Here We Go
Stations were built for lovers.
This is where we act out our dramas: waiting expectantly at ticket barriers, or clutching each other in a tearful goodbye, before the departing 8.15 to Euston is announced over the tannoy. Brief Encounter would not have been the same film if it had been set in a hotel, or even a coach station. There is something about the trains themselves that adds to the romance.
Liverpool Street is not just a tube station. Once you come up from underground you find yourself in an airy concourse, surrounded by travellers venturing much further than the boundaries of the M25. It has the buzz of international movement, multilingual relationships, delays, bad coffee, loss.
For me, Liverpool Street is charged with being in love.
I find myself on the escalator, reaching up towards the sunlight, towards London, towards love. I have a permanent case of butterflies in my stomach these days, but they are fluttering harder and faster today.
Some train stations seem to be deliberately positioned in the most non-descript part of town, so arriving is an anti-climax for everyone. Euston is dumped in the middle of boring streets and office blocks. Birmingham New St throws us into grey subways and tatty shop fronts. Even Kings Cross and St Pancras, as imposing and grand as they are, peter out onto grimy roads of hassled commuters and gridlocked traffic.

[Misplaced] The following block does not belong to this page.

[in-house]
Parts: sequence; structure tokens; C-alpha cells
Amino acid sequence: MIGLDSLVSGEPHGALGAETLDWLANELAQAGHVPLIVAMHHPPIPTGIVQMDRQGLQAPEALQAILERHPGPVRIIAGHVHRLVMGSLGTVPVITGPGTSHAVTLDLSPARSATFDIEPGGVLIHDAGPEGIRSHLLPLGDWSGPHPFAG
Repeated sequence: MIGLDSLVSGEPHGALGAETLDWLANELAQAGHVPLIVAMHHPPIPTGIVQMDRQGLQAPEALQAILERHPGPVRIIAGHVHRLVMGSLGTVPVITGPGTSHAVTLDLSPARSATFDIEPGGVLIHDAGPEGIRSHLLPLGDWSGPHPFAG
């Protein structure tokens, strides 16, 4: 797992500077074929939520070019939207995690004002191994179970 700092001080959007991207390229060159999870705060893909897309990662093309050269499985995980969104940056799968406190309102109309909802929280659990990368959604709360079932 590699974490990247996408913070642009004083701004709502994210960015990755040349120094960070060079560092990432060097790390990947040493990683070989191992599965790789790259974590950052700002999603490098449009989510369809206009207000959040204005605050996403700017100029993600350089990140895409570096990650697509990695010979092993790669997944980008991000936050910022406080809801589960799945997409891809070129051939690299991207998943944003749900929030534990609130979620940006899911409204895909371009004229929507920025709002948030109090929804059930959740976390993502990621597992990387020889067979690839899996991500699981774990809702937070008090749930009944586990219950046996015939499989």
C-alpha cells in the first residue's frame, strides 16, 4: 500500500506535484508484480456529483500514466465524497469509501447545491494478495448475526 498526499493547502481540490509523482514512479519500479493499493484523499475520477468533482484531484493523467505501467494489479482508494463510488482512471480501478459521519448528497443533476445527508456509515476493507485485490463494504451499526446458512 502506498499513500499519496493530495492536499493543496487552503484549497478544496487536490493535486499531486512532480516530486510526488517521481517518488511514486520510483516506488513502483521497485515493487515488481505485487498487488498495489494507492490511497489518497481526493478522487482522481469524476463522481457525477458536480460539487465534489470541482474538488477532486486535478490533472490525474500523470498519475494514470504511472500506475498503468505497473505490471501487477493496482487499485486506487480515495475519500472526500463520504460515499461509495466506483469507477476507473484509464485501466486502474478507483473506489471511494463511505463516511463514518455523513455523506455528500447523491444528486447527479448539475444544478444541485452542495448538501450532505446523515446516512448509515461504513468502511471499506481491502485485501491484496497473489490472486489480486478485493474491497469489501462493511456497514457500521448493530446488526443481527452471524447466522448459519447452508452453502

Liverpool Street is different. Once you are carried upwards by the moving stairways, onto the sunlit pavements, you find yourself in the middle of the action. Bars and cafes spill people out onto the streets. Even the city boys in their uncomfortable suits look a little bit relaxed, a little bit Friday afternoon. Across the road and down a side street and you are in a different world. Because Liverpool Street is the Gateway To The East: Saris and samosas and waiters outside curry houses touting for business. Hipsters look like tourists in their own town. Its colourful and lively and exotic.
I couldn’t tell you the way but I know it off by heart. Out of the station, across the road, turn left and then right and down into the labrynth, and before I know it I am walking over the wasteland, by the railway track and up to his door and my heart stops.
He in his red t shirt and black jeans. He with his olive skin. He with his wide, but slightly sad smile. And sometimes in glasses. He hugs me and finds me a beer and he talks. He knows how to talk and I listen, feeling grown up in this modernist flat. With the music playing and it is always sunny and its 1999 and what am I doing here? My body feels clumsy, awkward, unloved. Oh yes. That’s the thing. The main bit of the story. He doesn’t love me back. But I keep coming here, to sit in his flat and to drink his beer and to listen to his music on his makeshift stereo, to pretend.
There is a soundtrack to that summer. It doesn’t really relate to the Circle Line, or the M25. Its Belle and Sebastian, and Arab Strap, and Alabama 3 – the songs on the mixtape he made me, with his little neat writing and all the meanings I loaded onto it. But for me, the music is all about Liverpool Street. And coming out of the tube and up the escalators and onto the pavement and over the road and up to his door and here we go